A Favorable Portrayal of Women in Dickens’ Novels
Uploaded by crapples on Jun 12, 2006 | |
A Favorable Portrayal of Women in Dickens’ Novels
In many books and movies, women take a backseat when it comes to being characters of strength or impact. They are most always presented as the weaker of sexes, and can usually be found in a vulnerable position waiting to be rescued by the stronger, more appealing male hero. To find a woman of strength in a book written before the women’s rights movements of the 20th century, it would take a bit of scouring and detective work. Yet Charles Dickens provides multiple unnatural female characters in A Tale of Two Cities that prove this gender stereotype incorrect. He portrays strong, loving, even power-hungry women in order to present his thoughts on his idea of the “perfect woman”. Through the use of Ms. Pross, Madame Defarge, and Lucie Manette, Dickens defies conventional trends, presenting his women as pillars of strength and steadiness to promote his views throughout A Tale of Two Cities.
Ms. Pross is a focused woman who lets nothing get in the way of her desired objectives. Being the lifelong servant to Lucie Manette in the absence of her father, Ms. Pross is Lucie’s sole confidant before her father returns from prison. It comes as no surprise that Ms. Pross considers it her life duty to protect Lucie and always look out for her. She presents her strength to the reader in her initial scene after her “ladybird” (100) Lucie has fainted, as “laying a brawny hand upon his chest, [sends] him flying back against the nearest wall” (35).
... appropriate punishment for him. I think that Charles Dickens calling Fagin ‘The Jew’ frequently was not ... entertainment, and this is apparent by the way Dickens talks about it. ‘Smoking and playing cards…’ ... maybe this is where the Jew belongs in Charles Dickens’ eyes. ‘Those dreadful walls of Newgate…’ ... town, this famous book was written by Charles Dickens, a renowned author. It was published in 1838 ...
Despite her strong physical and emotional traits, Ms. Pross also holds the most natural female role in the novel. She functions as a servant to the Manette’s; always taking a backseat to less appealing male characters, and always promotes her despicable brother Solomon (a.k.a. John Barsad).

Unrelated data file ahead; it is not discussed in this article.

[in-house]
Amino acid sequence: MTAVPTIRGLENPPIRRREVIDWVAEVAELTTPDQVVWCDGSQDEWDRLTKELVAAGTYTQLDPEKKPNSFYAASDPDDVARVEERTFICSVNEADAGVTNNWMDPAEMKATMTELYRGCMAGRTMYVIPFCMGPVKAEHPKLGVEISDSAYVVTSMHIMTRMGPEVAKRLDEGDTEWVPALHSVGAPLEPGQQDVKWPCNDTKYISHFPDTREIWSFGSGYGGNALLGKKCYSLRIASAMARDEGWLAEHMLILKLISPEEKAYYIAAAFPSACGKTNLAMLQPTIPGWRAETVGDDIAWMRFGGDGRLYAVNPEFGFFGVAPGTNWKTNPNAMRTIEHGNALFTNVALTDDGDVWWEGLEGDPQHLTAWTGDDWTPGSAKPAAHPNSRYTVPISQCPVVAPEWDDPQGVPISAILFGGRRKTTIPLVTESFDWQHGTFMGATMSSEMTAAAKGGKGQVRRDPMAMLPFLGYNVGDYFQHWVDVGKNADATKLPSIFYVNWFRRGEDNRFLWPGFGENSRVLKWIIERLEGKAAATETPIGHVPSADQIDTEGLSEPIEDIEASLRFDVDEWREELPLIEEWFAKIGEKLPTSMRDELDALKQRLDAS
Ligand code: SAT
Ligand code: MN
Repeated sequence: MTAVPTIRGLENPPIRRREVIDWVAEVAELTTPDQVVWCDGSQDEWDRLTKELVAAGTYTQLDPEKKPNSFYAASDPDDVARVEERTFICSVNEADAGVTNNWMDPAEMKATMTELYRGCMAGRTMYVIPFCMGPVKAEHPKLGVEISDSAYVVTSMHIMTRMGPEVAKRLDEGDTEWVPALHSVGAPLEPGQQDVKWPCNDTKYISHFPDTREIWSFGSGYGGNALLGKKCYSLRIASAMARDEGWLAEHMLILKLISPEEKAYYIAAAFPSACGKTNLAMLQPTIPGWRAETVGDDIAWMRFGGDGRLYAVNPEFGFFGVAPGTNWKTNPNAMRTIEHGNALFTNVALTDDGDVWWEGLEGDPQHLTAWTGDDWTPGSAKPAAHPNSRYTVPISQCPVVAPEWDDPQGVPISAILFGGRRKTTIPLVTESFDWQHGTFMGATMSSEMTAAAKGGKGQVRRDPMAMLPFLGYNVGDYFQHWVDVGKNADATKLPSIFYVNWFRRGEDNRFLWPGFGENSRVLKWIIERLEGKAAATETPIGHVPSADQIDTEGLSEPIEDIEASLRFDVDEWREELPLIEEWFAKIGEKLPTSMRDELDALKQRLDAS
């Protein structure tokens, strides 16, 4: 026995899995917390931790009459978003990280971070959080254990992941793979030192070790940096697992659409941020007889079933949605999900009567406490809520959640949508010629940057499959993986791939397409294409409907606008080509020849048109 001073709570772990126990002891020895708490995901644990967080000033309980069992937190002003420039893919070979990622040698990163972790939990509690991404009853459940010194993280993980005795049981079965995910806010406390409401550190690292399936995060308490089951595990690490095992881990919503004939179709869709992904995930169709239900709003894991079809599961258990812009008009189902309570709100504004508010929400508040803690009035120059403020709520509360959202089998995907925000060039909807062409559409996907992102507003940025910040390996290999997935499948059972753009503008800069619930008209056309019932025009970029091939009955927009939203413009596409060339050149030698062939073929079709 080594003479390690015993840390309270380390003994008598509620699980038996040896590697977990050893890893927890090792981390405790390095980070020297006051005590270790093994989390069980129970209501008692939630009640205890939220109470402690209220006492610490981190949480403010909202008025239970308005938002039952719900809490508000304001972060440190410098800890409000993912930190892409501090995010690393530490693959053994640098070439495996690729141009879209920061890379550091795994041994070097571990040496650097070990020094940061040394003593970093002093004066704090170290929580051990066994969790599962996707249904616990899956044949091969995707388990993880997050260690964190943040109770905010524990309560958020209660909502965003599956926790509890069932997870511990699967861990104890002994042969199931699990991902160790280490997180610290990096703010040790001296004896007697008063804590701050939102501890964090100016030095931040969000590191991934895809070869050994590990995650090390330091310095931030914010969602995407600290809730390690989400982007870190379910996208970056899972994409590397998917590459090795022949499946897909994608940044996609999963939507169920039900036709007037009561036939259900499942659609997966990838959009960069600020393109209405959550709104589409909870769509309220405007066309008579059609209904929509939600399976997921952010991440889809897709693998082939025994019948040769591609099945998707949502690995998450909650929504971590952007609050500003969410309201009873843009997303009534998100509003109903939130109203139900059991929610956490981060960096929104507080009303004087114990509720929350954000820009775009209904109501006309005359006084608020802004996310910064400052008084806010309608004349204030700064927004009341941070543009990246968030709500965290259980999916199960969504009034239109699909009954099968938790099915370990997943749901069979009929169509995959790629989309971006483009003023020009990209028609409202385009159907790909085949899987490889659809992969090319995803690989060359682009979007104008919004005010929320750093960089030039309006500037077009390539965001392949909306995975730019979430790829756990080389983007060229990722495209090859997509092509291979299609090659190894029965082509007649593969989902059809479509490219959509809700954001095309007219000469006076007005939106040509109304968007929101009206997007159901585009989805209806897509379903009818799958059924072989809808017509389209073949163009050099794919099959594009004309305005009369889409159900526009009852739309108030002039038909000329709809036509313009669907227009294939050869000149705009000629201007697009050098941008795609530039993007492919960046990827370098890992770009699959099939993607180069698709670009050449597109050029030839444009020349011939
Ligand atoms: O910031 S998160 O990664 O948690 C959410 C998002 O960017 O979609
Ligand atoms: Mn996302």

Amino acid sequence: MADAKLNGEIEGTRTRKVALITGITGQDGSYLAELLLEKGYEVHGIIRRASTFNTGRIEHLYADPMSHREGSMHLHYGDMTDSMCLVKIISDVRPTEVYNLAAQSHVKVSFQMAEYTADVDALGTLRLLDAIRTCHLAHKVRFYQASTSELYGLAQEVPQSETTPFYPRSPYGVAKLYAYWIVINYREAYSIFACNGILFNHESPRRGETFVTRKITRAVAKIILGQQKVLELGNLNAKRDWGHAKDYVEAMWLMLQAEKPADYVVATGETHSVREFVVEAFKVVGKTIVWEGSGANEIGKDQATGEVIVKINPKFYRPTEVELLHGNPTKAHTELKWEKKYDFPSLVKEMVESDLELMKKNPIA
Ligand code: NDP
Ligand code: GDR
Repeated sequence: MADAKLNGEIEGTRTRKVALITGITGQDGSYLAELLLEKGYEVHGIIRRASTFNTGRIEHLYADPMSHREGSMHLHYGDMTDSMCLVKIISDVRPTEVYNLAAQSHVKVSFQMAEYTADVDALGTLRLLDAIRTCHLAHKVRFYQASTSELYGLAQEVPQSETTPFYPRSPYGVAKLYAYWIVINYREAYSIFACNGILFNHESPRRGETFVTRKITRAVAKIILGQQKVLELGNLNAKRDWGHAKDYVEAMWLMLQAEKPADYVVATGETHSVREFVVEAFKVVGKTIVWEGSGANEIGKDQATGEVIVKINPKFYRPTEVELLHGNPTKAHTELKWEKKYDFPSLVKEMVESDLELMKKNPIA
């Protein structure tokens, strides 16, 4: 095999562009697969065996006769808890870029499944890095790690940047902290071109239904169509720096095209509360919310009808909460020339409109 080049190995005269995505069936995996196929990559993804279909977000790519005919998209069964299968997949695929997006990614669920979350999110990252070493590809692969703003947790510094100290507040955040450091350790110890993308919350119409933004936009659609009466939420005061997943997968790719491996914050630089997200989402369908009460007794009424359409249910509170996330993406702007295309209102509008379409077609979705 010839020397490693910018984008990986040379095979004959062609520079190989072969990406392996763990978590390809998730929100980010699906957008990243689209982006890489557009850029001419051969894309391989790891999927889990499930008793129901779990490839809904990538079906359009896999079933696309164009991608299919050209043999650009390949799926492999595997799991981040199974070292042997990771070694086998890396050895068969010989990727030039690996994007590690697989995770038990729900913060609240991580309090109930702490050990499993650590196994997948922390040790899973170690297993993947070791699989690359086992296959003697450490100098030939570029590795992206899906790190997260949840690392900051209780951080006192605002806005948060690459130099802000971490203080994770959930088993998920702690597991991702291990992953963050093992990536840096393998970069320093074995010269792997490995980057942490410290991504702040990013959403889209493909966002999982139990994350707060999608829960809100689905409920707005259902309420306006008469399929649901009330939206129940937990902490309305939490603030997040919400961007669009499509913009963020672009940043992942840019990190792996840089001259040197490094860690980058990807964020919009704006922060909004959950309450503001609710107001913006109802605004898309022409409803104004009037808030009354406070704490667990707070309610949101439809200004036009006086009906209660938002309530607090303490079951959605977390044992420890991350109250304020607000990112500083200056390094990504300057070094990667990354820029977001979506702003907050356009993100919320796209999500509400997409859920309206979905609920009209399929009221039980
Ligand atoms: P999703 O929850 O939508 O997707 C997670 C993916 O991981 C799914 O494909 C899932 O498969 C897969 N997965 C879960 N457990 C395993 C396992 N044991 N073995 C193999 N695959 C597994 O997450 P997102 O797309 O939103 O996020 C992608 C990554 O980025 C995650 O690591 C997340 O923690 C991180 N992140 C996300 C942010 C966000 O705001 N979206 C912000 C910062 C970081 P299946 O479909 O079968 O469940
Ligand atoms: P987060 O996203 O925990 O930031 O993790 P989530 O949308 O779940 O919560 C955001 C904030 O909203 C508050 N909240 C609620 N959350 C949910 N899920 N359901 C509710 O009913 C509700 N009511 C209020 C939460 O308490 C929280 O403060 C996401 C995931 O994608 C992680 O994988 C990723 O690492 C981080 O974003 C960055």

Rarely does Ms. Pross call attention to herself, and never does she put her needs above those of the greater good, fitting her perfectly into the role most women played in novels of the time. However, at the end of the story, Ms. Pross becomes a larger contributor to the plot when she takes on the role of defending good versus the evil of Madame Defarge. In their skirmish that may have well determined the fate of the Manette family, Ms. Pross “seized her round the waist…with the vigorous tenacity of love, always so much stronger than hate” (360).
This undying, sacrificial love is a trait that Dickens obviously admires, as she shares it with Lucie Manette, another character of strength. Dickens refuses to embellish Ms. Pross the way he does with Lucie however, describing her as rather ordinary looking, and stubborn to no end. She does not seem to be an admirable woman on the whole so much as one that presents singular admirable traits. In spite of her flaws, Ms. Pross presents one example of Dickens views on the strength and determination of women.
A second character that shares the common trait of force and determination is the wickedly evil Madame Defarge. Dickens never tries to downplay the appalling immorality of Defarge, but still seems to elevate her among her peers for her unwavering consistency and calmness, for instance when the Vengeance speaks of her “as an angel!” (333).
As the central figure of the peasantry leading their revolt against the tyrannical nobility, Madame Defarge commands respect and authority like few women in history have ever done. She completely overpowers her husband on her vengeful path of terror, yet he and many others share the view that she “is a great woman, strong woman, a grand woman, a frightfully grand woman!” (187).